Funny how some ideas can stare businesses in the face, but the response from leaders never truly changes over time.
In 2004 and 2005, Anita Campbell wrote briefly on Latin American immigrants sending money to their home countries – “In 2004, immigrants to the United States sent home US $30 billion (yes, that’s billion with a “b”).” A year later she wrote that banks that had at first left this market to mom-and-pop outfits decided to court Latino customers again.
Fast forward to today. I learned about another pan-regional opportunity, this time from Joe Kutchera (@joekutchera ) through his new book Latino Link: Building Brands Online With Hispanic Communities and Content. The book, which delivers vital guidance, is distinctive not only because of its insights about Hispanic consumers, but also because of its tips containing nuanced analytic implications for how a business evaluates its online opportunities. I reached out for a review copy from the publisher, Paramount Market Publishing, a small business press based in Ithaca, New York.
Learn what it means to say “Bienvenidos, estamos abiertos para negocios”
One thing you will learn is whether universal or local Spanish should be used for your site content. That choice is not trivial. Latino Link focuses on Mexican and U.S. Hispanic consumers, and explains how an imbalance in Internet infrastructure investment has inadvertently created a pan-regional effect for Latinos online consumers.
“Spain…invested $960 million in online advertising. For U.S. Latinos or Mexicans online, it means when they search in Spanish, many sites from Spain appear in their results…Spain invests four or five times more in content than other Spanish-language markets.”
This impacts online behavior analysis and can lead to a missed opportunity to encourage customer visits to physical stores. For an example, read the polarizing tale of two Spanish-language e-commerce sites from Best Buy and Home Depot.
An enlightening fact Kutchera details — Mexicans shop at U.S. retailers to the tune of $10 billion annually (yes, that’s billion with a “b”). That figure “does not include capital expenditures such as cars, houses or even computers.” Another sobering fact: Mexico’s middle class is larger than the population of Spain, re-emphasizing the irony that “search engines can send your potential U.S. Hispanic customers to businesses overseas … Thus a U.S. company may reach customers from other countries that they would otherwise not attract.” The pan-regional effect is a startling contrast to widespread posts encouraging businesses to gain customers locally through location-based social media.
Furthering his point about infrastructure and demographics, Kutchera shows that while Spanish-speaking users are among the fastest-growing Internet segment, Spain is not the largest within the Latin segment; the Dominican Republic is. Kutchera predicts, “By the time computers, smartphones or tablets cost $100 or less, the Internet will much more resemble the list of top spoken languages in the world.”
Gain guidance that leads to action and connects with the community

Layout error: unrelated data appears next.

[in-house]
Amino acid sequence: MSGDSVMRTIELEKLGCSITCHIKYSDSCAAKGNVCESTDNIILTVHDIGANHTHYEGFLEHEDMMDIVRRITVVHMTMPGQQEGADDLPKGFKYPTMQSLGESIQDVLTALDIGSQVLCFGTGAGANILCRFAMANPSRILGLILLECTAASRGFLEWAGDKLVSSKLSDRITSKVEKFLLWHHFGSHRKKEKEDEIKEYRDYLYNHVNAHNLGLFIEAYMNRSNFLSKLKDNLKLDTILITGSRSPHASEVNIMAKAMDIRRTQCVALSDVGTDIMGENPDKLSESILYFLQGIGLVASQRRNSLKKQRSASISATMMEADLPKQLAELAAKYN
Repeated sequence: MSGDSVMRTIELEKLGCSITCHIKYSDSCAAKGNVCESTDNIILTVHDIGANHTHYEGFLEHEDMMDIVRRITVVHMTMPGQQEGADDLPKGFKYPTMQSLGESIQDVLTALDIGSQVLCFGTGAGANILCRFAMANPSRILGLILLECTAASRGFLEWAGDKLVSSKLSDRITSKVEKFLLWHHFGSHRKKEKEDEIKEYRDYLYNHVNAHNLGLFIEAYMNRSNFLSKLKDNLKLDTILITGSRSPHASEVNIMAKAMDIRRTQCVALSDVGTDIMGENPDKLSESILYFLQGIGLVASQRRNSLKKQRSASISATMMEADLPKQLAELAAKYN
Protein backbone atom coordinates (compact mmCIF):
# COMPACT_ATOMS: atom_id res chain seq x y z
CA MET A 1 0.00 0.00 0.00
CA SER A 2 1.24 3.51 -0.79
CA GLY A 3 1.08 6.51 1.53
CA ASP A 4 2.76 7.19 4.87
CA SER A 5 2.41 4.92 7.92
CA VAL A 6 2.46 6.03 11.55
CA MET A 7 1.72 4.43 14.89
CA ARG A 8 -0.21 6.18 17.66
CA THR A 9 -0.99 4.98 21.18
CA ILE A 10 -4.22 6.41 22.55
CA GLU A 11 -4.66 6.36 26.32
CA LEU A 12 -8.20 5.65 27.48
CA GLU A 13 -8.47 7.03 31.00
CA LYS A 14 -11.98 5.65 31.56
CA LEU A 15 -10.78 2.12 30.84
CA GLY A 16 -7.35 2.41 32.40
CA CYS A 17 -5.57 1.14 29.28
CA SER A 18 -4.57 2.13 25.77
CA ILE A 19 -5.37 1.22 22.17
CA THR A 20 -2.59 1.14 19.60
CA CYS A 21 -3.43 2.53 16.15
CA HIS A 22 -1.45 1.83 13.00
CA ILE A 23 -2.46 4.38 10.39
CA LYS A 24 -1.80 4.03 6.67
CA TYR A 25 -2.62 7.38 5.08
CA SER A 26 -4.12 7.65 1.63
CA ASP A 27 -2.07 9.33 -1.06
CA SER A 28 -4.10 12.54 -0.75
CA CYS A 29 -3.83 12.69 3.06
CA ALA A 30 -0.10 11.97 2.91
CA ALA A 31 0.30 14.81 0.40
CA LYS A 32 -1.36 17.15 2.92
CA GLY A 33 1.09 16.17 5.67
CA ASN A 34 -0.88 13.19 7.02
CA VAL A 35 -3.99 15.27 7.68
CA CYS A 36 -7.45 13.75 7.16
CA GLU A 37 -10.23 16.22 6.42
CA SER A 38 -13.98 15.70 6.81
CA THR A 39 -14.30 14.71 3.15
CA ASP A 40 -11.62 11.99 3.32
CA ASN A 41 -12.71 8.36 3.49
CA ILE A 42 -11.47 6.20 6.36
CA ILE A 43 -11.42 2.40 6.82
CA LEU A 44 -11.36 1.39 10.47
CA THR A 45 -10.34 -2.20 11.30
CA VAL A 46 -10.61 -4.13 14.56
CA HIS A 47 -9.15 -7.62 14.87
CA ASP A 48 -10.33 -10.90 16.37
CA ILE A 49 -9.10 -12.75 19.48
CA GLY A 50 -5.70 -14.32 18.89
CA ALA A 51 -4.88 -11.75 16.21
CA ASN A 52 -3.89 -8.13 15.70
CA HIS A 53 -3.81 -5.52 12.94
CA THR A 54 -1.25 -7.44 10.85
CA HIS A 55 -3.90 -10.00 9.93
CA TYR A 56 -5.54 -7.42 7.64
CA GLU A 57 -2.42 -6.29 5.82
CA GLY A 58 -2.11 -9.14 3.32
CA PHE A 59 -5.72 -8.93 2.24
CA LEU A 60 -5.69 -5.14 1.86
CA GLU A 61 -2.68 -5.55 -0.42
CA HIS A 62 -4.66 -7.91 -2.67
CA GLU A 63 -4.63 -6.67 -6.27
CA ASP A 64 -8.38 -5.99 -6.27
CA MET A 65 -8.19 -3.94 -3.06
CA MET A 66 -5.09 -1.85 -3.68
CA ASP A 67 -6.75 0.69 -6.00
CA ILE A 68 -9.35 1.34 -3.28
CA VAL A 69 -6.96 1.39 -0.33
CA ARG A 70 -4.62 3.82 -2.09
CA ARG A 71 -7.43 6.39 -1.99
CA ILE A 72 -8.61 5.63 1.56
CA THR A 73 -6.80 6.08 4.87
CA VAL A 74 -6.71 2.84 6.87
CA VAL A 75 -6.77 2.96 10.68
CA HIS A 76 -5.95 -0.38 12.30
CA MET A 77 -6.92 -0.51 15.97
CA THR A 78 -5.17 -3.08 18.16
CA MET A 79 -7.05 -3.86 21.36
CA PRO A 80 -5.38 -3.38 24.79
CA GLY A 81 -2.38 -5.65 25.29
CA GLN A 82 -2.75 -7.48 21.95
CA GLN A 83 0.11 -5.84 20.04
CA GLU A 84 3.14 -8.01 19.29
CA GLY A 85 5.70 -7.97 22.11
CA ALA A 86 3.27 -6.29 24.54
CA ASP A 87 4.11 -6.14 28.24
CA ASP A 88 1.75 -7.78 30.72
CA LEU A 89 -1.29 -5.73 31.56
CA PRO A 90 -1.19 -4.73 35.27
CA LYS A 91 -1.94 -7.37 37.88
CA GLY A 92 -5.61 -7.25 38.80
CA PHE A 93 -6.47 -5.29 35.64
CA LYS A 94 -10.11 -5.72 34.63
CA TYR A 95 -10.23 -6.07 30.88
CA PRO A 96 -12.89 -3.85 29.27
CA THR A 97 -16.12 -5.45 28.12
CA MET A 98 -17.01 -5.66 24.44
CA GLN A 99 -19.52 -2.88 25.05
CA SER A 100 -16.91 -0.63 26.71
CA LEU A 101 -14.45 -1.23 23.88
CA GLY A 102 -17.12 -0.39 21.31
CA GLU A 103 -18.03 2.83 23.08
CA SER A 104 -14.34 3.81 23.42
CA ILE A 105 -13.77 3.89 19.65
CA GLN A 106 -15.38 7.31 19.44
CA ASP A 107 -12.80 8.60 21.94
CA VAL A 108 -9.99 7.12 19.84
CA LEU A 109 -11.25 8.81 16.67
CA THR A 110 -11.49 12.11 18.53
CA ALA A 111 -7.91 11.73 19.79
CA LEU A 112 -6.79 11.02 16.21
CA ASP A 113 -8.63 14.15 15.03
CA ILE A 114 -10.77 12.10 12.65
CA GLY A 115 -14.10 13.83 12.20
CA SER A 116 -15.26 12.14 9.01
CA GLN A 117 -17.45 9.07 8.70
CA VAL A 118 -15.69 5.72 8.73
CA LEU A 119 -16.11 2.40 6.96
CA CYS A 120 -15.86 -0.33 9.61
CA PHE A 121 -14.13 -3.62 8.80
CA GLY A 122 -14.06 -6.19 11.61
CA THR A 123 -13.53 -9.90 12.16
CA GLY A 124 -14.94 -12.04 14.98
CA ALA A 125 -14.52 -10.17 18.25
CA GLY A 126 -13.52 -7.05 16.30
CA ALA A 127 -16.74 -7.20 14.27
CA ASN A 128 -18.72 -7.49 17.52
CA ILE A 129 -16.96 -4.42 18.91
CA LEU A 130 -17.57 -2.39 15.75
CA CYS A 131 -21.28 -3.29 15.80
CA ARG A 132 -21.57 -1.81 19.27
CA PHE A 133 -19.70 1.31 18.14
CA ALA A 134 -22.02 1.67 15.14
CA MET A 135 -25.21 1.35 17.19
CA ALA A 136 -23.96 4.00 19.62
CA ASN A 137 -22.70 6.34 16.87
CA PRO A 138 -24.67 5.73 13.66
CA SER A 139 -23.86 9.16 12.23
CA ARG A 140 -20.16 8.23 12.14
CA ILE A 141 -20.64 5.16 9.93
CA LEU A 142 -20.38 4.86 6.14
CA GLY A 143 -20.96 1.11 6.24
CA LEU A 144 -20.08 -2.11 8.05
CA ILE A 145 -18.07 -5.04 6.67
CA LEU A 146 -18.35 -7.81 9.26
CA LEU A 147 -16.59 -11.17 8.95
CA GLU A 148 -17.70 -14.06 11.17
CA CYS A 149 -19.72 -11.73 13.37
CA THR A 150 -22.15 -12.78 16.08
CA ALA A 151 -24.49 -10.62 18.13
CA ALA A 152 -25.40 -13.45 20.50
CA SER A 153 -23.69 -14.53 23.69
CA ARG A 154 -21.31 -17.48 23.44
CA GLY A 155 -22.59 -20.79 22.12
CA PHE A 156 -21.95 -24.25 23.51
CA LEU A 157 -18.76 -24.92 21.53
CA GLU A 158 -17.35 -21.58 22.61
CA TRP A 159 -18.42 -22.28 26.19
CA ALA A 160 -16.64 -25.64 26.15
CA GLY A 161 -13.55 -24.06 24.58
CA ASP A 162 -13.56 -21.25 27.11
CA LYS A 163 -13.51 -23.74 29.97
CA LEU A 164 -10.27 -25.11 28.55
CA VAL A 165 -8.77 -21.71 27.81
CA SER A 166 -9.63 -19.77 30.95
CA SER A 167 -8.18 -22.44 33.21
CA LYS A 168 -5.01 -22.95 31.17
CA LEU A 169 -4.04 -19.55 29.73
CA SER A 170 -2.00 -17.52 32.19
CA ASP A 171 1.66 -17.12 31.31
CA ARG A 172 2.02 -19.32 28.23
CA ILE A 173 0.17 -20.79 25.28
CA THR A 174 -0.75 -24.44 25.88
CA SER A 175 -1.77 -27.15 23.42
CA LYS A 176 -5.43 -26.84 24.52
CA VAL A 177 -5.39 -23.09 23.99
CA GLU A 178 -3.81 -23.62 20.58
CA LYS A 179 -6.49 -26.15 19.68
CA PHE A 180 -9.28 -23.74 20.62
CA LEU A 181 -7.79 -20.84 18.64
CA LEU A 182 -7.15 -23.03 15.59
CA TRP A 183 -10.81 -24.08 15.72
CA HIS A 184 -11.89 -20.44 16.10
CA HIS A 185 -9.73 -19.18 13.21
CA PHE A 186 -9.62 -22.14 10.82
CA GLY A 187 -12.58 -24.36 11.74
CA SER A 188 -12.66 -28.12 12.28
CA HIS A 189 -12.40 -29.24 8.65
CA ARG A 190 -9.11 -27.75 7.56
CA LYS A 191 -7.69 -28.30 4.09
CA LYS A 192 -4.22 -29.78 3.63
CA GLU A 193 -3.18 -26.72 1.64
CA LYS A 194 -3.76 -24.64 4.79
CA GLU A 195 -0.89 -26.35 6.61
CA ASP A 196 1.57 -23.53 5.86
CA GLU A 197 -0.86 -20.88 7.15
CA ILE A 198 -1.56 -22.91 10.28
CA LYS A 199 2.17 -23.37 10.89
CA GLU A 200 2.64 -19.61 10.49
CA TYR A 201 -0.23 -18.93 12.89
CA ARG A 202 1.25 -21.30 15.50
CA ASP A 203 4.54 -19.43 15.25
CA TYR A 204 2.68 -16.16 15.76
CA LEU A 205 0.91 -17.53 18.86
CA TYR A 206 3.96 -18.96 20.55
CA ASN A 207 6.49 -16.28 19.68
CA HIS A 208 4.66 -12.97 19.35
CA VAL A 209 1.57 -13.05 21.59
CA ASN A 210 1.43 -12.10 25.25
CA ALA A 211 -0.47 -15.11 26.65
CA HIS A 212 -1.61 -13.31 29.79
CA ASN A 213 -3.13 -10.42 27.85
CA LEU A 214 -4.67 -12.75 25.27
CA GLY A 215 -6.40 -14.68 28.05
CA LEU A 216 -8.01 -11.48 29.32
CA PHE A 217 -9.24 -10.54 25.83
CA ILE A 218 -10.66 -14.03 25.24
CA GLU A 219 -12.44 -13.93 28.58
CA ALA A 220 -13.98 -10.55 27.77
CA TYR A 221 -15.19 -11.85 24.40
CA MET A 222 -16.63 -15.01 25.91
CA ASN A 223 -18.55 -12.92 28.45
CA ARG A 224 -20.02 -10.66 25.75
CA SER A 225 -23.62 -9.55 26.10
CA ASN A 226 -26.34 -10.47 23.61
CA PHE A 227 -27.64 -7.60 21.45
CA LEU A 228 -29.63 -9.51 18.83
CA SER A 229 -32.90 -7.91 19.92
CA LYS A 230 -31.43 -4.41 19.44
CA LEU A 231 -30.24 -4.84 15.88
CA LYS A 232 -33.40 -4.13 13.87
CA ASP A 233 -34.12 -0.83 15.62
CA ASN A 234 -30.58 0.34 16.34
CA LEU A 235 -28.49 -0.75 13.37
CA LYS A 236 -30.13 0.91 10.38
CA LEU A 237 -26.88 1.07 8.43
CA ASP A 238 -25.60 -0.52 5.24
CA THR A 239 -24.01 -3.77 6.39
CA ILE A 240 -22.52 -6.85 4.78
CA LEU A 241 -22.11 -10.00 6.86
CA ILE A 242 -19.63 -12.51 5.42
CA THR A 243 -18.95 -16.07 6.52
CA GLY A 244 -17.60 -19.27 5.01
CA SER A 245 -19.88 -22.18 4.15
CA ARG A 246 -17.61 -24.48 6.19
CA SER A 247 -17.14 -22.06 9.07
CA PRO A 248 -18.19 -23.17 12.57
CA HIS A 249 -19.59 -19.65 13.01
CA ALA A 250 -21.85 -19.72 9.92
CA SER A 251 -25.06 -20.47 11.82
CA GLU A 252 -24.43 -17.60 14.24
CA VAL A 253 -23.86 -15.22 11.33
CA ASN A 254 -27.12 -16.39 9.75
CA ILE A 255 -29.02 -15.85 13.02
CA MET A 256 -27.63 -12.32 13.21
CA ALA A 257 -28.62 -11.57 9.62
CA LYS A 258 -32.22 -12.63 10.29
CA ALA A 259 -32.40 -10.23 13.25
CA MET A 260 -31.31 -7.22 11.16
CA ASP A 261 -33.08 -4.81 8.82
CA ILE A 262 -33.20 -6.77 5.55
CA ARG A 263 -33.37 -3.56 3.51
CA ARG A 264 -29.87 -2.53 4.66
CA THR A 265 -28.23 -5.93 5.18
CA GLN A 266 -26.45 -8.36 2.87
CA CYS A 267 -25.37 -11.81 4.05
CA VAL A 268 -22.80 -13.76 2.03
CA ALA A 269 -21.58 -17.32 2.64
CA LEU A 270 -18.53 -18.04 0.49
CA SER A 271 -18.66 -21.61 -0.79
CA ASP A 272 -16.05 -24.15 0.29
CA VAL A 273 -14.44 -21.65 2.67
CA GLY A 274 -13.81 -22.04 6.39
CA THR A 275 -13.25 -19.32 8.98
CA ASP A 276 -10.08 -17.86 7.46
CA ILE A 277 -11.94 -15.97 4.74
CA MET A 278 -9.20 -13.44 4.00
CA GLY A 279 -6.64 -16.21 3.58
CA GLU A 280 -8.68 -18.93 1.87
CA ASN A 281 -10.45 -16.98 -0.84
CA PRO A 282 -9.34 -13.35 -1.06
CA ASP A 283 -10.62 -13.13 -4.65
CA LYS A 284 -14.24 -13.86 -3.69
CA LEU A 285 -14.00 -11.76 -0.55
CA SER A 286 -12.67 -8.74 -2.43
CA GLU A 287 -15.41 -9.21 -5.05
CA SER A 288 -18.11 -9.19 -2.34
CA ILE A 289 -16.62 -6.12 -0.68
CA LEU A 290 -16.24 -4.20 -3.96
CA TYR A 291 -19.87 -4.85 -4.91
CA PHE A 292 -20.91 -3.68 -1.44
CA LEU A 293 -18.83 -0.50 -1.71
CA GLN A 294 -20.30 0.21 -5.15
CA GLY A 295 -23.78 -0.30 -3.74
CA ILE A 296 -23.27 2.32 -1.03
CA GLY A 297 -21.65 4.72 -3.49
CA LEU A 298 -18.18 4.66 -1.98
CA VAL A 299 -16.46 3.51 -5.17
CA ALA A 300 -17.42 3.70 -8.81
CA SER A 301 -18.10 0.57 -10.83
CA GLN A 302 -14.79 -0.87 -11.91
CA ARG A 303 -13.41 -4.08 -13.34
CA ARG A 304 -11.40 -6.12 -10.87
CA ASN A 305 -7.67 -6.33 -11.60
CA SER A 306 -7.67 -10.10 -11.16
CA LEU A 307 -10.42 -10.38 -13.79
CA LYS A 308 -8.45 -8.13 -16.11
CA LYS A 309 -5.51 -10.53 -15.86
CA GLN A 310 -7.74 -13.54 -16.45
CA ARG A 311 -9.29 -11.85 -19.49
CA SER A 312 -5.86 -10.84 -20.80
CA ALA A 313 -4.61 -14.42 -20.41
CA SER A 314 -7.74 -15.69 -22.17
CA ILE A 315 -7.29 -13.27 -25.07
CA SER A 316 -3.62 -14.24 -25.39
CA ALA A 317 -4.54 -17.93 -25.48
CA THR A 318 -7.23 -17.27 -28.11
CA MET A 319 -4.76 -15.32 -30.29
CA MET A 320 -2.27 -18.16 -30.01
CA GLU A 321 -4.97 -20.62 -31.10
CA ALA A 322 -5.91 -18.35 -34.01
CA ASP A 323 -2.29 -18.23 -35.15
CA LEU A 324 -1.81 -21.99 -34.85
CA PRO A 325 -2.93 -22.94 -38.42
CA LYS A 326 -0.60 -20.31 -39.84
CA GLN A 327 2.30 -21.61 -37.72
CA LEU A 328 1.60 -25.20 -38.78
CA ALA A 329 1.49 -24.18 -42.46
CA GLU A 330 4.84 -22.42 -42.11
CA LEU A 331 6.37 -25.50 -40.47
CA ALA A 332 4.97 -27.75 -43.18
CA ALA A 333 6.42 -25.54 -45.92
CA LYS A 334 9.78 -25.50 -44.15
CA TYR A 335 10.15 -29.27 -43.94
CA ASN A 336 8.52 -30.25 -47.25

One important cultural point: Much of the featured research centers on a US Hispanic-Mexico consumer perspective. But Latino Link does provide nuanced commentary to guide small business owners and marketers in attracting and serving a diversity of Hispanic customers. For example, you’ll read about the contrast between one global site with language settings & IP specific pages (globalization) vs a series of country-specific sites (localization).
“If you sell an intangible service, like airplane tickets, music or consulting, the global .com approach might work better for you…If you offer country-specific information, or sell products via distributors…a country-specific website would be best.”
Case studies cover a helpful gamut of the ways localization and globalization can give your business an advantage, such as geo-marketing with online maps and how Hispanics use social networking sites. One chapter is dedicated to attracting Latina customers online, while other chapters cover developing content communities, launching a website in Spanish and organizing teams.
The points raised are enhanced by personal perspectives from contributors such as Elizabeth Perez, Digital Insights Analyst, regarding the in-language vs. in-culture concept of pushing a birthday person into a cake as they bite it, chanting “Que le muerda! Que le muerda!”:
“A non-Hispanic might wonder why we would do that or think that we ruined the person’s party by doing this. However, in reality, that is part of our tradition and one very much looked forward to … For reasons such as this, when I have the option to obtain news coverage about Hispanics from non-Hispanic or Hispanic media outlets, you will more likely see me turn to the Hispanic outlet, as it will be the one I will relate to the most.”
What’s truly cool about Latino Link is that some analytics perspective peppers its comparison between online behavior and respect for the intended audience — companies that combine acumen and data reach the insights that truly indications the needed business decision. Kutchera also mentions some Latin American companies alongside US-based companies, so that readers can broadly envision the best applications while discovering long established successful companies in Latin countries.
A welcome and much-needed guide to digital Latino marketing
Latino Link is a convincing application of social media, marketing, and analytic concepts to real cultural and customer behavior dynamics. I closed the book feeling that readers will quickly think how to best create a solid strategy. They will invest in Latino Link again and again as an actionable guide to serve Hispanic customers with genuine care.
Note: For Spanish speakers, please check out the Spanish version of this review, translated by Augusto Ellacuriaga of Spanish Translation.